Many of our elderly living primarily off of Social Security are in serious need of affordable housing and this is where low income senior apartments can help.
Older people often have difficulty maintaining a large home both from the physical aspect as well as financially and often decide to downsize to an apartment to save money and simplify their life. Smart seniors will begin planning this move well in advance and have all of their ducks in a row prior to moving.
Unfortunately, many seniors cannot afford a luxurious condo or high-priced apartment and must instead look at lower cost alternatives.
People with very low incomes will need help and thankfully there are federal and state agencies in place to help seniors find affordable housing that is clean and safe.
Government subsidized senior housing allows anyone 62 or over that meets the low income threshold based on where they currently live enjoy the freedom of independent living by paying a portion of their rent each month.
Low Income Senior Apartments – Most Are Nice Places To Live
While there are some low income senior apartments that are in disrepair or located in unsafe neighborhoods the majority of the subsidized apartments are clean, safe and actually nice to live in.
Some have additional services like assistance for those that need a little extra help getting around. Transportation services as well as physical activities are common and there is usually plenty to keep the seniors occupied.
In fact, you probably have seen the little shuttle buses from some of these communities in front of the mall or grocery store.
Some apartment complexes have regularly scheduled activities and a senior center that is usually staffed. There might even be a pool, tennis courts and shuffleboard available!
Before signing any lease on an apartment do a little checking around to see what other residents think about the building. Try to make a night visit to make sure there is adequate lighting and no undesirables are hanging around. Many people don’t think about this but I did this before i moved into an apartment complex and I can tell you that you definitely get a different perspective when you make a night time visit.
Understand the lease terms of your low income senior apartments leasing agreement and if there are any parts that are unclear have a lawyer look it over and explain it to you fully before signing any papers no matter what the leasing agent tells you.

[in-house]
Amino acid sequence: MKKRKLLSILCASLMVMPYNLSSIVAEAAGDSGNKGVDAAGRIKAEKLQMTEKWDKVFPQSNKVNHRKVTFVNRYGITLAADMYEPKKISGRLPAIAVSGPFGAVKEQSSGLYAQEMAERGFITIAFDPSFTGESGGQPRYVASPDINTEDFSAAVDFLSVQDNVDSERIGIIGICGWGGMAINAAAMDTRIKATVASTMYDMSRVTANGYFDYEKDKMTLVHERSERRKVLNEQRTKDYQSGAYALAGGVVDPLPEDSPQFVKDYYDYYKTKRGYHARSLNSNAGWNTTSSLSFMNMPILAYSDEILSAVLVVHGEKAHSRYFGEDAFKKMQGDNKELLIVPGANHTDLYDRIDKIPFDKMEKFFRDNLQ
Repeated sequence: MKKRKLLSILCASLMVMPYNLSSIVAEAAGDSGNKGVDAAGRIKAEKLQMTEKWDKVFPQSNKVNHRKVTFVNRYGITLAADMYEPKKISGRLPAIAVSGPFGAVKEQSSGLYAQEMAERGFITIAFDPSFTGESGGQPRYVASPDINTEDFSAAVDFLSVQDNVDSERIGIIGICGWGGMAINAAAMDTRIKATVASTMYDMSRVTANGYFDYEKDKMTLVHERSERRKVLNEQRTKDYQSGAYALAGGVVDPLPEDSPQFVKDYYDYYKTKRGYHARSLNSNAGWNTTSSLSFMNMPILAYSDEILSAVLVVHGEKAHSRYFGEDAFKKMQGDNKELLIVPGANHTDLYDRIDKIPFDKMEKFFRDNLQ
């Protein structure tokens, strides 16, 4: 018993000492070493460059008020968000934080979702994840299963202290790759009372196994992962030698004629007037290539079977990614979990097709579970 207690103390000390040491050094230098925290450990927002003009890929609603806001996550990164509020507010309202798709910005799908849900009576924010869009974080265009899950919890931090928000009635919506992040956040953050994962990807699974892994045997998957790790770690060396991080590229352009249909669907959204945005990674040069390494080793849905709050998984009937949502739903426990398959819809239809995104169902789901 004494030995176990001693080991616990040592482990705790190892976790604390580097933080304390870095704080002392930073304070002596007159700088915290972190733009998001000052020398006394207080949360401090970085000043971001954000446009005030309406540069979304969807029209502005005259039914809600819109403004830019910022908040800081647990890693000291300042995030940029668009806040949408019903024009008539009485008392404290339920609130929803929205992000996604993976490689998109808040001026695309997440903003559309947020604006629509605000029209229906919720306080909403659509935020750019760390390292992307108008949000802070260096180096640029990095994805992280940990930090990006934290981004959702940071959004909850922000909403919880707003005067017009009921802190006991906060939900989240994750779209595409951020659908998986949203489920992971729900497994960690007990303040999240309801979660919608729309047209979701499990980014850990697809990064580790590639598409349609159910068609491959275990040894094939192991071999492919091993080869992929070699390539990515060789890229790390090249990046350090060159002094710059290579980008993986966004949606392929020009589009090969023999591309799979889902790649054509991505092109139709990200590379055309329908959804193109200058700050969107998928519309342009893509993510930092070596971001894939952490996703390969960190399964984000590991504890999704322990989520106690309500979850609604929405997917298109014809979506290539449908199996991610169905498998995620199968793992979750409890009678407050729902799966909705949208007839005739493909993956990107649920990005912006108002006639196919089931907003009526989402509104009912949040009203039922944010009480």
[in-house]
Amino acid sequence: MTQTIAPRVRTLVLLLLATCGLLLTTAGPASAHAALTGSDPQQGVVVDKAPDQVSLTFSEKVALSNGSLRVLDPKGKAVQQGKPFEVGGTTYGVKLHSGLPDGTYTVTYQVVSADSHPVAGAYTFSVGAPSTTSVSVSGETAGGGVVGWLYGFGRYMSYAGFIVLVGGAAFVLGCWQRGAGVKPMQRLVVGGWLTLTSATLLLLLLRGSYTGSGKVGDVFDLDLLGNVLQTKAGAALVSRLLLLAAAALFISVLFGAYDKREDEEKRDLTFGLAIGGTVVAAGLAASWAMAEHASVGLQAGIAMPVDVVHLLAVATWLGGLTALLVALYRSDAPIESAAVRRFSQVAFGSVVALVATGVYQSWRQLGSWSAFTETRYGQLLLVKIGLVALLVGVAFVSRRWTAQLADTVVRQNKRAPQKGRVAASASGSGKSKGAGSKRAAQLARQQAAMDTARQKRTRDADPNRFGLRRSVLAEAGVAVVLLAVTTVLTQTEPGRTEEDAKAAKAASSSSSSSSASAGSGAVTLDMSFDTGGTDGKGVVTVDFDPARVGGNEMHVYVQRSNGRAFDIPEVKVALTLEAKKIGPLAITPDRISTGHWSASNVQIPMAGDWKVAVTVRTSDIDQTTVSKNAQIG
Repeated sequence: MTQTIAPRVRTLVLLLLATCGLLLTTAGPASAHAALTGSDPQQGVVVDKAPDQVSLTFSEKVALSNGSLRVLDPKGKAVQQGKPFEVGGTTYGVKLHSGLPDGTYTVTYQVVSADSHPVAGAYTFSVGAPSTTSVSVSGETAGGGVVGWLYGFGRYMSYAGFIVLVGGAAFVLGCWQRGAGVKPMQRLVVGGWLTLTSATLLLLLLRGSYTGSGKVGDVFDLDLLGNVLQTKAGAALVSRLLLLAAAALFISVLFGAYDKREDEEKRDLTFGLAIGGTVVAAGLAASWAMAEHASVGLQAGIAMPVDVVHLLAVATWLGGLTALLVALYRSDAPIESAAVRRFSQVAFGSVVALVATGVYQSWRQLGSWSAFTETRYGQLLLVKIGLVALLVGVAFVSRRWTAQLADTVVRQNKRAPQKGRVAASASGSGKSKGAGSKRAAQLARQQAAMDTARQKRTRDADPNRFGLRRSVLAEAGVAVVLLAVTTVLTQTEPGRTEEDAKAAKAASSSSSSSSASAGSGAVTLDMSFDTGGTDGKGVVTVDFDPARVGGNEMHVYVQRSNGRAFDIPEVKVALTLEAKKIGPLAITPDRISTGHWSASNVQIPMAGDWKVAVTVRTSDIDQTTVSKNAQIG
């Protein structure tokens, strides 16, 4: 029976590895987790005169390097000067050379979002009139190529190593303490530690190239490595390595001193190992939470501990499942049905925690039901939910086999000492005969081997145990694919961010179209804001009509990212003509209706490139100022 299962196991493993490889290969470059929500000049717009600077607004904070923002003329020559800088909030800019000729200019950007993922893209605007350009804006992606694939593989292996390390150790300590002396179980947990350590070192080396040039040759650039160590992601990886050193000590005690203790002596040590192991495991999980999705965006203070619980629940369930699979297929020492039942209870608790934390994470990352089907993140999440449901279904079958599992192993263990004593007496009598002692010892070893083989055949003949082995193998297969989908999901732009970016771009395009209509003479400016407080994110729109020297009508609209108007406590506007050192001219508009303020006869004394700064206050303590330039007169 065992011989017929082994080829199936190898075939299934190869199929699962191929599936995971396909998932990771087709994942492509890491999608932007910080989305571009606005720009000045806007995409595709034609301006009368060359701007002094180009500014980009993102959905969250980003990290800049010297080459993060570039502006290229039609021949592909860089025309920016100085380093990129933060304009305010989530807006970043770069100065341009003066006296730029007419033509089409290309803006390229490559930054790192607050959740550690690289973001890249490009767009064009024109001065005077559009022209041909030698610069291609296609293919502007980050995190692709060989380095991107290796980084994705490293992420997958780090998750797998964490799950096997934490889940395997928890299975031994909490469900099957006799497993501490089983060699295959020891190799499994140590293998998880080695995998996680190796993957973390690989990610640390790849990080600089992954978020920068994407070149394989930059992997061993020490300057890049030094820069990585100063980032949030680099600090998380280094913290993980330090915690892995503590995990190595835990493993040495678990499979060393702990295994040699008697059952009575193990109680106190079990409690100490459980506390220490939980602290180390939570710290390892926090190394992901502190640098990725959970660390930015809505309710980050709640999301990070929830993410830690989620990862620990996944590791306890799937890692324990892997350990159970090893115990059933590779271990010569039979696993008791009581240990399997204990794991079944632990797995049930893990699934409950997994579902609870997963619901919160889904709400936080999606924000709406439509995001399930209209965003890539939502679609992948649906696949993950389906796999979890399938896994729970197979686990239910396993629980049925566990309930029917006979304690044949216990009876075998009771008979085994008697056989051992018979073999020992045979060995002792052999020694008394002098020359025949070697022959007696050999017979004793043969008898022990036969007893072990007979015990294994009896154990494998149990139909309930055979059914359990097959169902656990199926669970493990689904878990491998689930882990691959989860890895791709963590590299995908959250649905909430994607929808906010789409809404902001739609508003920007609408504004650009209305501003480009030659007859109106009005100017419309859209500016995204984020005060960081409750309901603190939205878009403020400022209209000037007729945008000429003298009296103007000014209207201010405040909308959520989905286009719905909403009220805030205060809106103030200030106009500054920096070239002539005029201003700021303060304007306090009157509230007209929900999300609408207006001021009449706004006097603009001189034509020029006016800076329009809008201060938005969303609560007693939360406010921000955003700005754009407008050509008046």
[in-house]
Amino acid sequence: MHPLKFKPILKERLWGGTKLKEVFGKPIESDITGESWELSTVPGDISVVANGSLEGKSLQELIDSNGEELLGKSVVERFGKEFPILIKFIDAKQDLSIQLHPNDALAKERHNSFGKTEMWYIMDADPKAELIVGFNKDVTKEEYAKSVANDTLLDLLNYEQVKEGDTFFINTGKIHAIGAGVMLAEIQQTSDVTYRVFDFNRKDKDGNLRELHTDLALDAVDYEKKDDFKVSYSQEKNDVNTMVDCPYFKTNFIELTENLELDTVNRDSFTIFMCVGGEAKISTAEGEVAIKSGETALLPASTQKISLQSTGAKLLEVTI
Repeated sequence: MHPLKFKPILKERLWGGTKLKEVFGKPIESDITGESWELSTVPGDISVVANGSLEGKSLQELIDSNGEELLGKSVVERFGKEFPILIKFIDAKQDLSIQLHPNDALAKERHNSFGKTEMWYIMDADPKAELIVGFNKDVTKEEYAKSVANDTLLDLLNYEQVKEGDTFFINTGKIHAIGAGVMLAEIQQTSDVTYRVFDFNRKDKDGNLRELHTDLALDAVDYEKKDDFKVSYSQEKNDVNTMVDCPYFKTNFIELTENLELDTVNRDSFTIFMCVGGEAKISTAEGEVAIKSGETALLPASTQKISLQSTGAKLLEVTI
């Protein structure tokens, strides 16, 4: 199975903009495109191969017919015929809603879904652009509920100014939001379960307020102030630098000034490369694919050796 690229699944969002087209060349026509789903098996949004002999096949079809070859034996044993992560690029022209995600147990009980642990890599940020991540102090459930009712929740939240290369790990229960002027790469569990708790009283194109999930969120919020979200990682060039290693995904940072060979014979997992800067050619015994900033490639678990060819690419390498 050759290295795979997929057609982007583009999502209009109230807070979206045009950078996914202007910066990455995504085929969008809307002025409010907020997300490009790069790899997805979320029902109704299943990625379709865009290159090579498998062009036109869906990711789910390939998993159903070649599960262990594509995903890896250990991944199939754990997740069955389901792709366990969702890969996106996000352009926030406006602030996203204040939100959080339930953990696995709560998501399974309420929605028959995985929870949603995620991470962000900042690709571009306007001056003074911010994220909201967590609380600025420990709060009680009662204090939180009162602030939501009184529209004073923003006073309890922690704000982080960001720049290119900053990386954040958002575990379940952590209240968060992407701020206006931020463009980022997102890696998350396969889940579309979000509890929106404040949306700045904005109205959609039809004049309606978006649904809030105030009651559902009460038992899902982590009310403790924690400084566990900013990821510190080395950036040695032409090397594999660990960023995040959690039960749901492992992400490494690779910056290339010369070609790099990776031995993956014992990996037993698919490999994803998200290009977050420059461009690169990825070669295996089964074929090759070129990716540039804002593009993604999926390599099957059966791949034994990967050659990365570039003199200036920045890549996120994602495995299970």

There Is A Huge Demand For Low Income Senior Apartments Nationwide
Data from the 2005 American Housing Survey indicate that, of the 12.5 million elderly households with very low incomes, an estimated 3.8 million are renters (see Table 1-14, at the end of this chapter). About 737,000 of elderly renters subsist on incomes that are less than half of the official poverty level.
Nearly half of elderly renters with very low incomes have priority housing problems, meaning that they pay more than 50 percent of their incomes for housing or else live in severely inadequate housing, with nearly all suffering from high rent burden. Slightly more than two-fifths of all elderly renters with very low incomes live in central cities. Fifty-five percent are women living alone.
There are an estimated 3.8 million very low-income elderly renters and 8.8 million very low-income elderly homeowners nationally who are unassisted. Of these 1.4 million renters and 3.2 million owners have priority housing problems
The Section 202 residents are somewhat older than the elderly served by other programs with a median age of 74 years. The median age of those receiving vouchers is 69, and 70 for those in public housing. However, for those in other multifamily housing, the median is also 74.
People who needed public housing faced waiting lists of several months and difficulty finding an accessible apartment or house.
About half of elderly persons who are admitted to Section 202 housing move from a private house or apartment, and an additional one-quarter were previously living with family or friends. Just under a fifth move from other types of assisted housing, including other Section 202 projects. Less than five percent move from institutional or rehab care.